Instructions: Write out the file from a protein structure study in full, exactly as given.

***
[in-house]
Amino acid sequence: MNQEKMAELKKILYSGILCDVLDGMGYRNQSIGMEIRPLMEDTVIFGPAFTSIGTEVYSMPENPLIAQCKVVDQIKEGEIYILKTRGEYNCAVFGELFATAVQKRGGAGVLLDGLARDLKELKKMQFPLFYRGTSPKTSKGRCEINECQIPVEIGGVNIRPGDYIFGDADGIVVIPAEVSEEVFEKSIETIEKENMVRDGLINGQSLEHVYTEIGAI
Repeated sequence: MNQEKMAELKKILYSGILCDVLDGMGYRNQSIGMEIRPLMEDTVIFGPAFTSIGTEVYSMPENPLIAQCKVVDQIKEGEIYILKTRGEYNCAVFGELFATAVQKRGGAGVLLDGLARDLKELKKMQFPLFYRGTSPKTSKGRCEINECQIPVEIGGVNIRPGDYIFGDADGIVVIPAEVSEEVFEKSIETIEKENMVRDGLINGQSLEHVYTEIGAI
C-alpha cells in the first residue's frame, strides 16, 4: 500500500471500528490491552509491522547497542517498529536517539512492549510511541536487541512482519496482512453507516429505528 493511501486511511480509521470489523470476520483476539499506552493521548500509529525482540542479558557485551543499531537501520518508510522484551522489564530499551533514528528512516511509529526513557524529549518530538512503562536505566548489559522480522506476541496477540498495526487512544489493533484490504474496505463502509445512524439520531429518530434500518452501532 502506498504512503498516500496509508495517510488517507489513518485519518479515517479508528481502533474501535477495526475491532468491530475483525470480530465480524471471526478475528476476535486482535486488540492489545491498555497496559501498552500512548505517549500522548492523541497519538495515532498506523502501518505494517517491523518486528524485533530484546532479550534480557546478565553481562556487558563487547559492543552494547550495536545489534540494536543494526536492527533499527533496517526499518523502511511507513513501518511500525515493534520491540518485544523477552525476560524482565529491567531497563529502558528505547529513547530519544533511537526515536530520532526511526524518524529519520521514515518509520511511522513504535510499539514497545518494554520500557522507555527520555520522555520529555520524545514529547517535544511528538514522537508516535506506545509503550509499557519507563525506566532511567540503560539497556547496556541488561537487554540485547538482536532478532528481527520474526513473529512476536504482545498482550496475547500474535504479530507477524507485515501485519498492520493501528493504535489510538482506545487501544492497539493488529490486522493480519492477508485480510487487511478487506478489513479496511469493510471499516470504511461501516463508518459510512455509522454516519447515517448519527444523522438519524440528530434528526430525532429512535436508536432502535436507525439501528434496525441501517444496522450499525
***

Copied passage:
[in-house]
Amino acid sequence: MNQEKMAELKKILYSGILCDVLDGMGYRNQSIGMEIRPLMEDTVIFGPAFTSIGTEVYSMPENPLIAQCKVVDQIKEGEIYILKTRGEYNCAVFGELFATAVQKRGGAGVLLDGLARDLKELKKMQFPLFYRGTSPKTSKGRCEINECQIPVEIGGVNIRPGDYIFGDADGIVVIPAEVSEEVFEKSIETIEKENMVRDGLINGQSLEHVYTEIGAI
Repeated sequence: MNQEKMAELKKILYSGILCDVLDGMGYRNQSIGMEIRPLMEDTVIFGPAFTSIGTEVYSMPENPLIAQCKVVDQIKEGEIYILKTRGEYNCAVFGELFATAVQKRGGAGVLLDGLARDLKELKKMQFPLFYRGTSPKTSKGRCEINECQIPVEIGGVNIRPGDYIFGDADGIVVIPAEVSEEVFEKSIETIEKENMVRDGLINGQSLEHVYTEIGAI
C-alpha cells in the first residue's frame, strides 16, 4: 500500500471500528490491552509491522547497542517498529536517539512492549510511541536487541512482519496482512453507516429505528 493511501486511511480509521470489523470476520483476539499506552493521548500509529525482540542479558557485551543499531537501520518508510522484551522489564530499551533514528528512516511509529526513557524529549518530538512503562536505566548489559522480522506476541496477540498495526487512544489493533484490504474496505463502509445512524439520531429518530434500518452501532 502506498504512503498516500496509508495517510488517507489513518485519518479515517479508528481502533474501535477495526475491532468491530475483525470480530465480524471471526478475528476476535486482535486488540492489545491498555497496559501498552500512548505517549500522548492523541497519538495515532498506523502501518505494517517491523518486528524485533530484546532479550534480557546478565553481562556487558563487547559492543552494547550495536545489534540494536543494526536492527533499527533496517526499518523502511511507513513501518511500525515493534520491540518485544523477552525476560524482565529491567531497563529502558528505547529513547530519544533511537526515536530520532526511526524518524529519520521514515518509520511511522513504535510499539514497545518494554520500557522507555527520555520522555520529555520524545514529547517535544511528538514522537508516535506506545509503550509499557519507563525506566532511567540503560539497556547496556541488561537487554540485547538482536532478532528481527520474526513473529512476536504482545498482550496475547500474535504479530507477524507485515501485519498492520493501528493504535489510538482506545487501544492497539493488529490486522493480519492477508485480510487487511478487506478489513479496511469493510471499516470504511461501516463508518459510512455509522454516519447515517448519527444523522438519524440528530434528526430525532429512535436508536432502535436507525439501528434496525441501517444496522450499525